Diet and Lifestyle to Help You Thrive with MS, Part 10 – Searching for Balance
We have another wonderful installment from the health and wellness guru, Laurie Erdman:
In my last installment, I wrote about the role of inflammation in multiple sclerosis. I promised to tell you how I determine which foods to eat and which foods to leave off your plate to reduce inflammation, while still enjoying meals.
While there are many approaches to determining which foods are pro or anti-inflammatory, I like a straightforward approach. I’ve never been a fan of pyramids. Honestly, not all fats or proteins are created equal, and pyramids don’t do a good job of covering that and other important nuances.
I prefer a chart. In particular, I prefer an acid-alkaline chart that gets down to the nitty gritty of the good and bad about numerous foods. It’s amazing the subtle differences between certain foods.
I first discovered an alkaline-acid approach to eating shortly after being diagnosed with multiple sclerosis. It just made sense to me. Our bodies want to stay in balance. One measurement of balance is our pH. When our body is inundated with acid producing foods and thoughts (yes, stress is inflammatory), it goes in search of alkaline sources (typically stored in our bones and our tissues) to stay in balance. The result is inflammation.
As I explored so-called MS Diets, I realized most of them were built on eliminating acid-producing foods such as dairy, gluten and sugar. I prefer to use the pH charts to determine what foods to eat. For instance, kale, bok choy, limes, watermelon, sweet potato, miso, dandelion greens and seaweed provides a simple place to start to return your body balance.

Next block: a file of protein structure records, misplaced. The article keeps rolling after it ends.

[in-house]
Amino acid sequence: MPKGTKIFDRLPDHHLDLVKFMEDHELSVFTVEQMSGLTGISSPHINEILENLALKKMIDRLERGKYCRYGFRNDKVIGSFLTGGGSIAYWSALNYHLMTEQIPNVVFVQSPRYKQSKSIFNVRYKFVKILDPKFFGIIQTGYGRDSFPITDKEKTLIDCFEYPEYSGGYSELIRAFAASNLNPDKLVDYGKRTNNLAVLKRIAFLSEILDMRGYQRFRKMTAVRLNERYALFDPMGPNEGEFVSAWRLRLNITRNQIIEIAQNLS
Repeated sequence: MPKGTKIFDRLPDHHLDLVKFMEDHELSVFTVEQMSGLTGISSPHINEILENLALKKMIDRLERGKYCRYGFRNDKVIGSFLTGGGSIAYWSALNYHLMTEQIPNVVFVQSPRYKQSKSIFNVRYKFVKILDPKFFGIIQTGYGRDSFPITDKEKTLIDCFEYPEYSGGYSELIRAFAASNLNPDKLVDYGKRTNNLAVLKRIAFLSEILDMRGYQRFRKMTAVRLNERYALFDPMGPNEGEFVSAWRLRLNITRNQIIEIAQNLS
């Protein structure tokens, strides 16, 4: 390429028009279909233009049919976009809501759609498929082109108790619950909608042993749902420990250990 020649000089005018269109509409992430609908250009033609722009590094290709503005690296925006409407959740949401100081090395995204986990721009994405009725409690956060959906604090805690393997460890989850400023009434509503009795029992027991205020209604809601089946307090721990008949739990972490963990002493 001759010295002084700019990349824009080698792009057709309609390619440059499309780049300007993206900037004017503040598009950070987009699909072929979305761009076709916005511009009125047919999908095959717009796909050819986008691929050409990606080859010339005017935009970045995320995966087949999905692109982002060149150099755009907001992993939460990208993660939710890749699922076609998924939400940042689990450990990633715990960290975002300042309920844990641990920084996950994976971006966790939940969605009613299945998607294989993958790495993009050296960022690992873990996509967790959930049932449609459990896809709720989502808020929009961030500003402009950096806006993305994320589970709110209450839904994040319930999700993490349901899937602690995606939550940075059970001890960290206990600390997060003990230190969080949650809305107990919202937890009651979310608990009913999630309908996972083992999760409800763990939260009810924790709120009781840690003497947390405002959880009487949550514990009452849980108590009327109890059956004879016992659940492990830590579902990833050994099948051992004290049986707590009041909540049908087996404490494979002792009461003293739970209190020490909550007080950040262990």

When creating an anti-inflammatory diet for clients, I start by working them up to 80% of their foods being anti-inflammatory or alkaline producing. This helps rebuild mineral reserves, boost energy and reduce inflammation. I have found the longer a person has had multiple sclerosis and the farther progressed they are in their symptoms, the longer they should be eating 80% alkaline (Note: you don’t want to do 100%). For me, I was strictly 80% for 20 months before scaling back to 60 to 75% alkaline.
Before I close out this installment, let me say that each person is different. What works for me and many of my clients, might not work for you. However, until we have a cure, diet is one lever we have to improve our overall health, if not affect the MS. Eating alkaline foods is just the beginning.
Laurie Erdman is an energy creator and healing instigator. As Chronic Wellness Coaching’s Chief Wellness Hero, Laurie helps those suffering from fatigue and auto-immune conditions transform fatigue into fabulous, sick into super and lethargic into lively. Book Laurie as your organization’s next inspirational speaker or as your personal coach. She’ll help you Get Up & Go!
Follow Laurie on Twitter.
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